Scientists at California’s San Diego State University have done what has not been done before. They have measured the beauty of coral reefs, and their findings are surprising.
Aesthetic values of Carysfort reef. (A–E) are taken at the identical location on Carysfort reef, US Caribbean, over a time span of 40 years (photos taken by P Dustan). The aesthetic value calculated for each picture shows a significant degradation of aesthetic appearance during this period. The historic images from 1975 indicate that the aesthetic appearance of this Caribbean reef was comparable to present day pristine reefscapes as for example on Palmyra atoll in the Central Pacific (F, photo taken by J Smith).
In their study to assess the beauty of coral reefs, scientists at the university also assessed the health of coral reefs. The scientists, comprised of mathematicians, biologists and art historians built a tool that took computational measurements of the aesthetic appearance of coral reefs and showed that visual cues that were created with random underwater photos of coral reefs were able to assess not only the beauty of the reefs, but the health of the reefs as well.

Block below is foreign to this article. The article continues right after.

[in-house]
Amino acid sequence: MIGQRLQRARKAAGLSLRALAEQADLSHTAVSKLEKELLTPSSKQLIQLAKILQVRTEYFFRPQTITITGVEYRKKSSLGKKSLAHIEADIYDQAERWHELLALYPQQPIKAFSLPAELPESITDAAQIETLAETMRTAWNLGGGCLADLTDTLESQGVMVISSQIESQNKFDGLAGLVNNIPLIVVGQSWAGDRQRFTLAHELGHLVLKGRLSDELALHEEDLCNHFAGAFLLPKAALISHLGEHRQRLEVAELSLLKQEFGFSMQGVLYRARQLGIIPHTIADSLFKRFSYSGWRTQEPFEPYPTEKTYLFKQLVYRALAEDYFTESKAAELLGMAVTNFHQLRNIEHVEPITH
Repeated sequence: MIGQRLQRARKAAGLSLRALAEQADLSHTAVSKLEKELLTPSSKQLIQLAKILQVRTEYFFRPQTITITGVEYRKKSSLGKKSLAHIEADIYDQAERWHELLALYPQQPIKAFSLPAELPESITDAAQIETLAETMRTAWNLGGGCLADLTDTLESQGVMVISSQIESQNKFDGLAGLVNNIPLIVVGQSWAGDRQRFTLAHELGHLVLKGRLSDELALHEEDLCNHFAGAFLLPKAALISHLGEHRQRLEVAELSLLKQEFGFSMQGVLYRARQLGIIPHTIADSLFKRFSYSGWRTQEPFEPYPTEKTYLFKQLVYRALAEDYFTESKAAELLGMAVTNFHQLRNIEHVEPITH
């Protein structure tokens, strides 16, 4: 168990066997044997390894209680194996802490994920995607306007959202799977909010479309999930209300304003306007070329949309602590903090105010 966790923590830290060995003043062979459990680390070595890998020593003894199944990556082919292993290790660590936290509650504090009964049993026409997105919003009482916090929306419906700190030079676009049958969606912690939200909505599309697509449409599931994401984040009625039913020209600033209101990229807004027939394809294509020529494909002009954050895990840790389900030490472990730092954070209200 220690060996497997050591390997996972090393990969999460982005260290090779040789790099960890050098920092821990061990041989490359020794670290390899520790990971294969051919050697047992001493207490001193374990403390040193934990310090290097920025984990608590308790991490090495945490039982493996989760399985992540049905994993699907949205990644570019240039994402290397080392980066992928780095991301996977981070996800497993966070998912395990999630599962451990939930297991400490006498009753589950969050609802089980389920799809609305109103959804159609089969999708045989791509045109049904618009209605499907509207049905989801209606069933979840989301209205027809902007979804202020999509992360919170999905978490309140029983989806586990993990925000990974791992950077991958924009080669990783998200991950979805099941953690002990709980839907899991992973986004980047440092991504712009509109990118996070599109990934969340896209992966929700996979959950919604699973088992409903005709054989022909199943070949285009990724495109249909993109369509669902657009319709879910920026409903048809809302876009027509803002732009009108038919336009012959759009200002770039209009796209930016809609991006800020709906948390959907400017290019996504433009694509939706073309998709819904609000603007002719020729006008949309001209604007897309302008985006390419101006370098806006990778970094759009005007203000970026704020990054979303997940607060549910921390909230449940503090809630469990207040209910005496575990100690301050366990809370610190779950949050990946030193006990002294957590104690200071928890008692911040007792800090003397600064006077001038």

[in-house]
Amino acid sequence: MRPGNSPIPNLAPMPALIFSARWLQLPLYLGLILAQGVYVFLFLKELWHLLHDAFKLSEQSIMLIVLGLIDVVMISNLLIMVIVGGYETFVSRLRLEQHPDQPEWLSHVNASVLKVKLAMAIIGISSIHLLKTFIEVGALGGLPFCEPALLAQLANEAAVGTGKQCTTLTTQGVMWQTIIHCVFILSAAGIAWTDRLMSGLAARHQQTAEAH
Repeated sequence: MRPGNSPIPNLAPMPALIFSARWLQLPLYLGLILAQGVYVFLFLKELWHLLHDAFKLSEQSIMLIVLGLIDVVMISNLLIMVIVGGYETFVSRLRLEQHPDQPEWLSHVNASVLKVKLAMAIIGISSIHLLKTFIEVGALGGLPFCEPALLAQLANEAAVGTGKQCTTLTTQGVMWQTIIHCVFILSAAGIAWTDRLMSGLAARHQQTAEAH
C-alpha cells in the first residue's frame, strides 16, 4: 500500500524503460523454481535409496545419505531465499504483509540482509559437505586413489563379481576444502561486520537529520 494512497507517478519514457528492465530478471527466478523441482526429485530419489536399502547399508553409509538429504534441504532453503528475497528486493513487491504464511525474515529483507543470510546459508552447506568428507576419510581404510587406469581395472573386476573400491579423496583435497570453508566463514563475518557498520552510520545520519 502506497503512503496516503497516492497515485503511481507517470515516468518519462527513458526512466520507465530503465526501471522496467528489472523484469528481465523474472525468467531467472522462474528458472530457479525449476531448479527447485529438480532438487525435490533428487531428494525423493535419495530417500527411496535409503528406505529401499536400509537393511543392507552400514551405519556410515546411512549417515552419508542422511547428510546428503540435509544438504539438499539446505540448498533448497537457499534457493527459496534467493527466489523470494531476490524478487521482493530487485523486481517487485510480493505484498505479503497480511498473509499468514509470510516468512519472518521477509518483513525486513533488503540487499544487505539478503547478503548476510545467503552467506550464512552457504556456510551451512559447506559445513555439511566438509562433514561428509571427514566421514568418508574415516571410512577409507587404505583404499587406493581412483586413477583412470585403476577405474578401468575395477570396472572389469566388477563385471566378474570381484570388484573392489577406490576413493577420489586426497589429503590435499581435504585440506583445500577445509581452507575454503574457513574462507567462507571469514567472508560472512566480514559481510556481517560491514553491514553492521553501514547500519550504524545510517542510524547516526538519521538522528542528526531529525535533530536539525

They looked at 109 visual features including size, color and distribution of discernable objects, texture and color intensity and then created a computer program to crunch the numbers assessing the features in the images to anaylze random photographs of coral reefs from nine areas in the Caribbean and central Pacific. The program then created a beauty score for each reef ecosystem analyzed.
What they found was the more beautiful coral reefs, those with brighter colors, indicated more diversity of fauna and flora and a healthy coral reef. They also noted a marked degradation of the Craysfort reef in the Caribbean running photographs taken in 1975, 1985, 1995, 2004, and 2014 through the computational measurement tool.
The complete paper can be read on the Peer J website.